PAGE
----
There’s nothing like instant gratification.
We like our coffee brewed in seconds. Our movies streamed with a click. Deliveries at our doorstep in a day.
And Italian fluency as fast as we can get it.
Now, here’s where the disclaimer comes. Learning a language is, of course, not like making coffee or online shopping. It takes hours of practice, practice, practice.
But that doesn’t mean we can’t speed things along.
If you’re looking for the fastest way to learn Italian, we’ve got four study tricks you can use to give yourself a boost.
Not only will they help you master key concepts quickly, they’ll also get you ready to hold real Italian conversations sooner than later—and that means even more opportunities to quickly advance your skills.
How to Plan for Rapid Italian Learning
Before we show you the best tricks to study, let’s set you up for success. Here’s how to create and organize your study routine for maximum learning in minimum time.
Set Concrete Learning Goals
Goals, goals, goals… I bet you’ve heard this word like a million times, but do you ever take it seriously? Do you actually consider setting goals for your Italian learning? If you haven’t done that already, now’s the time.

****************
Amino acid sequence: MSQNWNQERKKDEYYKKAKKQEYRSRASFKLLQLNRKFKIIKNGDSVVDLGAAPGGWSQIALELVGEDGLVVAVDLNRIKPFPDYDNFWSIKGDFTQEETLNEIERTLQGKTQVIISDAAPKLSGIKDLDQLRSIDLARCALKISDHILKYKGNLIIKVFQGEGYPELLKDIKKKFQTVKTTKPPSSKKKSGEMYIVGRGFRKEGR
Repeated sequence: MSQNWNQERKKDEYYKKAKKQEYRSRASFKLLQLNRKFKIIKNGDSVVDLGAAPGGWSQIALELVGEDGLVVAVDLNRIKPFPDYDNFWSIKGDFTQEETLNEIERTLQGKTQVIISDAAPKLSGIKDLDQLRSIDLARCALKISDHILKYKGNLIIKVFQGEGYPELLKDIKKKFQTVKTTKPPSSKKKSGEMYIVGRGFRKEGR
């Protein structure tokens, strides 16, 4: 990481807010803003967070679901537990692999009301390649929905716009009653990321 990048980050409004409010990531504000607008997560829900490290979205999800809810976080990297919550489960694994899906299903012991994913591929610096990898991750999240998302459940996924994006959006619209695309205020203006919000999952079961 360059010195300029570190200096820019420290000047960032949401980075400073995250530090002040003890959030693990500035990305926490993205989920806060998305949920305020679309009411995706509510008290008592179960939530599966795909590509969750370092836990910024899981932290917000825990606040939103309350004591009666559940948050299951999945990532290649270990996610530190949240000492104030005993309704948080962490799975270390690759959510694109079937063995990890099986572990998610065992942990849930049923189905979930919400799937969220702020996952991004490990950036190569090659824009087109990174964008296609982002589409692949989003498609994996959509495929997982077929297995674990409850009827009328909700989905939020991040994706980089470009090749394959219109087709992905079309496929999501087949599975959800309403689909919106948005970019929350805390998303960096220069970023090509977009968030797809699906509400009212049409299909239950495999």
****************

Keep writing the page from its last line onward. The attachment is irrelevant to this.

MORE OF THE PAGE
Setting concrete goals is one the most important ways to stay motivated and successful in language learning. Instead of the big, vague, overwhelming goal of Italian fluency, pick smaller, specific achievements you can progress through. Here are some questions to ask yourself:
- How much time can you devote every day to Italian learning? Where do you want to be in a week? A month? A year?
- What type of communication is important to you? (Do you just want to be able to watch a TV show without subtitles, or do you need to deliver a professional presentation?)
- What verb conjugations give you the most trouble?
- What vowel pronunciations do you need to practice?
So, sit down, pick up a notebook and write down your goals so you can hold yourself accountable!
Commit to Daily Practice, No Matter How Short